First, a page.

Earlier this week Apple announced their 2015 15” Retina MacBook Pro. Though Apple didn’t make any CPU changes, they did make some GPU changes on the high-end model, swapping out NVIDIA’s GeForce GT 750M for AMD’s Radeon R9 M370X. Since the M370X was not a published part number in AMD’s recently-announced 2015 Radeon M300 series refresh lineup, there have been some questions over just what M370X really is.

At the time of the rMBP’s launch, we suspected that it was an AMD Cape Verde GPU, based on the fact that this GPU is also in the M375, which is the next part above M370X. With the new laptop shipping immediately, M370X models have already begun arriving in buyers’ hands, finally giving us a chance to confirm the GPU inside.


Image courtesy Reddit user ootan

Thanks to Reddit user ootan, who posted a screenshot of the rMBP’s System Profiler, we can now confirm that the GPU in the rMBP is in fact AMD’s Cape Verde GPU. AMD has previously used the 6821 device ID on other mobile Cape Verde parts, so 6821 is already a known quantity.

AMD M300 Series GPU Specification Comparison
  R9 M375 R9 M370X (rMBP) R7 M360
Was Variant of R9 M270/M260 Variant of R9 M270X Variant of R7 M270/M260
Stream Processors 640 640 384
Texture Units 40 40 24
ROPs 16 16 4?
Boost Clock <=1015MHz 800MHz <=1015MHz
Memory Clock 2.2GHz DDR3 4.5GHz GDDR5 2GHz DDR3
Memory Bus Width 128-bit 128-bit 64-bit
VRAM <=4GB 2GB <=4GB
GPU Cape Verde Cape Verde Oland/Topaz
Manufacturing Process TSMC 28nm TSMC 28nm TSMC 28nm
Architecture GCN 1.0 GCN 1.0 GCN 1.0

As for Cape Verde itself, as our regular readers may already know, it’s one of AMD’s first-generation GCN 1.0 GPUs, launched back in 2012. Compared to the GK107 GPU found in the GT 750M, it is a larger, more powerful (and at least in the desktop, more power-hungry) GPU, designed for more powerful devices than GK107 was. As for why Apple opted to switch now and to this GPU, we’ll leave that to Apple, AMD, and NVIDIA, though it’s by no means surprising that after having run GK107 for a couple of years, they would want to upgrade to a more powerful GPU.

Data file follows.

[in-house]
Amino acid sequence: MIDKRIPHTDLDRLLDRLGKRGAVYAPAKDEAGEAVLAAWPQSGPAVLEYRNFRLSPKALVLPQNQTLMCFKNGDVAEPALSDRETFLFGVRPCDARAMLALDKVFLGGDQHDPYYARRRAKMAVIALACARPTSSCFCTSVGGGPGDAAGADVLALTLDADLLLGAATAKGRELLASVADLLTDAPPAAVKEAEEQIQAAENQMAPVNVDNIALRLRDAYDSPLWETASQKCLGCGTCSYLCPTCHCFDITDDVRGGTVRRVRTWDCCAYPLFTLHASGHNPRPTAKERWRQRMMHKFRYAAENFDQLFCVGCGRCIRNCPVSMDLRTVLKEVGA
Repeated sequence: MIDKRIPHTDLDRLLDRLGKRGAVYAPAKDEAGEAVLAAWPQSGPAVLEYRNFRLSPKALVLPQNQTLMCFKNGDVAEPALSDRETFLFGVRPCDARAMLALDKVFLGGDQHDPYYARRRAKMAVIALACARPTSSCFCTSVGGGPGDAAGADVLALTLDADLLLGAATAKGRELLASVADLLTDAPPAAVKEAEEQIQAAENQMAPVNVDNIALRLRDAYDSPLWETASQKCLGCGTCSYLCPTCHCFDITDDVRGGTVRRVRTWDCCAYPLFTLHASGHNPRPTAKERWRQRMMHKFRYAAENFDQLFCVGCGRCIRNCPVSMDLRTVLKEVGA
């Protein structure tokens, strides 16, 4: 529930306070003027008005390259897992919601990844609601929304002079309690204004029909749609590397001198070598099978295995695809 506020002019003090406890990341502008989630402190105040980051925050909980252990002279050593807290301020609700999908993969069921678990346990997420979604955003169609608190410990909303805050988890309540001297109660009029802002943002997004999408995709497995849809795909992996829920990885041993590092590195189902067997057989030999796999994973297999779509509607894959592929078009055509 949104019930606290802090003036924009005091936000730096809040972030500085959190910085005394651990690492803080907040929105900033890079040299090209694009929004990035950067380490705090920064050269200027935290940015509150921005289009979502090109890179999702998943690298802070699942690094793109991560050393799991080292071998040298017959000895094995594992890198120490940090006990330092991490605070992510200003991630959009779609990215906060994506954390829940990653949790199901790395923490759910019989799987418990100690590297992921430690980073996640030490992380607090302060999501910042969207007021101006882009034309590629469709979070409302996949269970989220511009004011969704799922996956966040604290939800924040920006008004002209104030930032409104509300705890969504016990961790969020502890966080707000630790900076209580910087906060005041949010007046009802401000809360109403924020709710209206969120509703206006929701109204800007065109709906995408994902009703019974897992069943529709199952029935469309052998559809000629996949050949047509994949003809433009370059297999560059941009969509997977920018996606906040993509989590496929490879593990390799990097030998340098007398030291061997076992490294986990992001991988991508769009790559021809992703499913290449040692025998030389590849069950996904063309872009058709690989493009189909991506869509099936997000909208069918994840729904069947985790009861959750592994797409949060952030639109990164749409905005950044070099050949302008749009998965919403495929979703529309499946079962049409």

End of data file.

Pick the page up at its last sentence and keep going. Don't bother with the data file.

Meanwhile, though we don’t have M370X on-hand at the moment, at least in the desktop, where GPU performance is unrestricted by thermals, Cape Verde fares very well. The rMBP on the other hand does have thermal constraints to deal with, so performance won’t be the same, but I expect it to fare reasonably well as well. Though at the same time I’m also curious if the use of a higher performance part has impacted the rMBP’s battery life when the dGPU is active; AMD and NVIDIA both do heavy binning, so a simple extrapolation won’t work here.

Update: And no sooner do I post this then someone sends me a screenshot of GPU-Z from a 15" rMBP running Boot Camp.

GPU-Z, for those unfamiliar with it, uses register poking to identify GPUs, so if the device ID wasn't enough, this settles it. This also confirms the clockspeeds - 800MHz core, 4.5GHz VRAM - and that the M370X is using GDDR5, unlike it's M375 counterpart. Thank you DMDrew812.

Source: Reddit User ootan (via SH SOTN)

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  • halo37253 - Sunday, May 24, 2015 - link

    OpenCL performance....

    Macs are not gaming machines, and Nvidia's lower end chips underperform compute wise.
    Reply
  • dragonsqrrl - Monday, May 25, 2015 - link

    Maxwell is very competitive in OpenCL performance. And any advantage Cape Verde might have in a particular workload certainly wouldn't be enough to offset the difference in performance per W. Reply
  • Stuka87 - Tuesday, May 26, 2015 - link

    nVidia only supports OpenCL 1.2 (and this is very recent). AMD supported 1.2 many many years ago, and has full 2.0 compliance currently, as does Intel. Apple wants OpenCL 2.0 support as OS X uses it internally. nVidia has purposely held back its OpenCL development as they rather push their own proprietary CUDA. Reply
  • dragonsqrrl - Tuesday, May 26, 2015 - link

    That would be a nice theory, except that AMD only supports OpenCL 2.0 on GCN 1.1 and newer GPU's. GCN 1.0 is limited to OpenCL 1.2. Reply
  • Dug - Tuesday, May 26, 2015 - link

    Wouldn't a variant of the tech allow OpenCL 2.0? Reply
  • tipoo - Thursday, October 06, 2016 - link

    https://cdn.arstechnica.net/wp-content/uploads/201...

    ?

    Competitive? That's an Iris Pro beating them.
    Reply
  • Taneli - Monday, May 25, 2015 - link

    Your source? At least according to Anandtech's review Maxwell OpenCL compute performance is really good. The consumer parts have only a little DP FP hardware, but that is NOT needed in consumer applications. Not even in Apple's own software Reply
  • Morawka - Saturday, May 23, 2015 - link

    wow cant believe apple used this gpu over nvidia's offerings. they must really be mad at nvidia to go with a 4 year old architecture.

    they could have got the same performance with 30% less heat and power with nvidia.

    Probably just a stop gap till 14nm ff, but i won't ever pay $2k +++ for a laptop with an amd gpu
    Reply
  • Morawka - Saturday, May 23, 2015 - link

    on the plus side, all these gpu switch-a-roo's are gonna make a hackintosh much easier to build with a wider variety of parts. Reply
  • ImSpartacus - Saturday, May 23, 2015 - link

    That's a nice little fringe benefit. Reply

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